Full of awe-inspiring landscape and bustling cities, Canada is an incredibly diverse nation. With its expansive coastlines, scenic valleys, majestic mountains and what seems like endless amounts of natural beauty, Canada offers a lot in the way of active outdoor adventures.
As you’d expect, there’s everything from easy to epic for the active boomer traveler. Canadian adventure expert and guest writer, Leigh McAdam from HikeBikeTravel, lets us in on her top five choices for Canadian outdoor adventures.
Cycle the Gulf Islands in British Columbia
If island hopping by ferry with your bike has appeal then you’ll love the Gulf Islands. For at least six months of the year, five of Canada’s largest Gulf Islands beckon the cyclist. The fun and the difficulty lies in choosing which island to cycle in the time you have available.
You need at least five days to visit all the islands but you could easily spend ten days if you like to dawdle—and by dawdling I mean checking out the beaches from a reclining position, sipping wine at one of Salt Spring Island’s two wineries, kayaking out of Pender Island, picnicking on Galiano or chatting up the friendly locals on Saturna.
Each island has its own vibe and personality. All have great places to stay from little B&B’s to five star properties. Most cycling is on quiet backroads, but cycling is surprisingly hilly and on summer weekends traffic can be an issue.
Check out the BC Ferries schedule and start planning your adventure. Consider a fall ferry trip in the southern Gulf Islands for an autumn cycling adventure.
Hike in the Lake O’Hara Area, Yoho National Park
Hiking doesn’t get much better than what you’ll find in the Lake O’Hara area of Yoho National Park. Classic alpine scenery featuring rugged mountains and turquoise colored lakes accessed via incredibly well-built trails is the payoff.
Nab a reservation at Lake O’Hara Lodge, the campground, Elizabeth Parker Hut or one of the other hotels in Yoho National Park. Once you have a reservation, you can book a seat on the bus for the 11 kilometer ride into the area.
From Lake O’Hara you have a range of options from easy hikes like the one to Lake Oesa through to the spectacular but challenging high alpine circuit that takes you along airy ledges with heart-stopping views. No matter what you choose, you will truly be awed by the beauty.
Kayak with Icebergs in Newfoundland
If you’ve ever wanted to kayak with icebergs then make your way to picturesque Twillingate, the staging area for kayaking in Newfoundland’s Iceberg Alley. It’s best to hire a guide as icebergs are unpredictable, rolling over on short notice or calving and sending a wave your way.
Fortunately, it’s safe to paddle around them as long as you keep a respectable distance away. And icebergs are magical, especially at eye level. They’re also incredibly beautiful, appearing in an infinite number of shapes and sizes.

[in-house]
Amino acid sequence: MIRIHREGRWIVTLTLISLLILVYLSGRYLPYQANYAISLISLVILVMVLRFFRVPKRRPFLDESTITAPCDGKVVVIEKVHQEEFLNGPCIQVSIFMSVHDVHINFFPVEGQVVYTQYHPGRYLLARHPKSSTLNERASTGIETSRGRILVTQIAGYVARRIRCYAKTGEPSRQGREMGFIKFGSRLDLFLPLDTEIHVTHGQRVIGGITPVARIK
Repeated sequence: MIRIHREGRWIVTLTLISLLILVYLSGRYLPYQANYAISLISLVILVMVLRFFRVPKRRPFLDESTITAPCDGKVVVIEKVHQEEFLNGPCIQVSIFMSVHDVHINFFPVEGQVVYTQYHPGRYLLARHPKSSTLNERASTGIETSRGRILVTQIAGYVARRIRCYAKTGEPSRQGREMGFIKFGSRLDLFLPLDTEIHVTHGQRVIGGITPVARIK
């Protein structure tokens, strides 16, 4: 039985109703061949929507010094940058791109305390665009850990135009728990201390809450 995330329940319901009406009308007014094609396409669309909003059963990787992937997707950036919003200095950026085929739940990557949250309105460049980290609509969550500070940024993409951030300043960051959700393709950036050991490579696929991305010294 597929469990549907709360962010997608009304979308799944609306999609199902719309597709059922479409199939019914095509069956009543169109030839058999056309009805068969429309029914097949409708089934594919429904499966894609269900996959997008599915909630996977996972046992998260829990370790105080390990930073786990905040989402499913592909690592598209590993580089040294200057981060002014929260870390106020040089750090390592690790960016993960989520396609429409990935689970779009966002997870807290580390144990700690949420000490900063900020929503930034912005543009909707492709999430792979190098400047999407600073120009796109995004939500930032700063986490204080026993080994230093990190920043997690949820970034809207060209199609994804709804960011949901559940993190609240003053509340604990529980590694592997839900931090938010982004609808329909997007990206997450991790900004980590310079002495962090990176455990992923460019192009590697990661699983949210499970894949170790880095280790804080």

The kayaking window is short with the peak time between mid-June though to early July. Plan your trip to Newfoundland so you can take advantage of seeing these frozen behemoths.
Cycle the backroads of Prince Edward County, Ontario
Located halfway between Ottawa and Toronto, Prince Edward County offers cyclists six routes. Ranging between 19 and 41 miles in length, you’ll cycle on very quiet backroads.
The routes cover the most scenic and interesting bits of Prince Edward County. Although much of it is farmland, the region is also home to historic towns graced with beautiful old buildings.
You’ll also discover 30 plus wineries, some of the world’s largest freshwater sand dunes. There’s also a wonderful Arts and Taste Trail, where you can visit artisans in their homes and galleries and check out some of the hottest artisanal food producers. There’s nary a chain hotel in sight; instead stay at one of the counties 95 B&B’s.
Hiking in Kluane National Park in the Yukon
If you’re driving on an Alaska Highway road trip, there’s a very good chance you’re only a short distance away from the wildly beautiful Kluane National Park. Together with its Alaskan neighbour, Wrangell-St. Elias National Park, they are home to the world’s largest non-polar icefields.
Although much of the park is inaccessible, the 9.3 mile Auriol Trail, just minute’s from civilization, is able to provide a taste of grand alpine scenery. It’s an easy and well-marked hike, but it’s in bear country so be sure to take a can of bear spray with you.
Looking for Canadian Outdoor Adventures?
Leigh knows about Canadian outdoor adventures. And she writes about them in her book, Discover Canada: 100 Inspiring Outdoor Adventures. We’re buying a copy for our boomer travel adventures in Canada.
Are you considering a Canadian travel adventure? Start at our Canada Travel Resources page.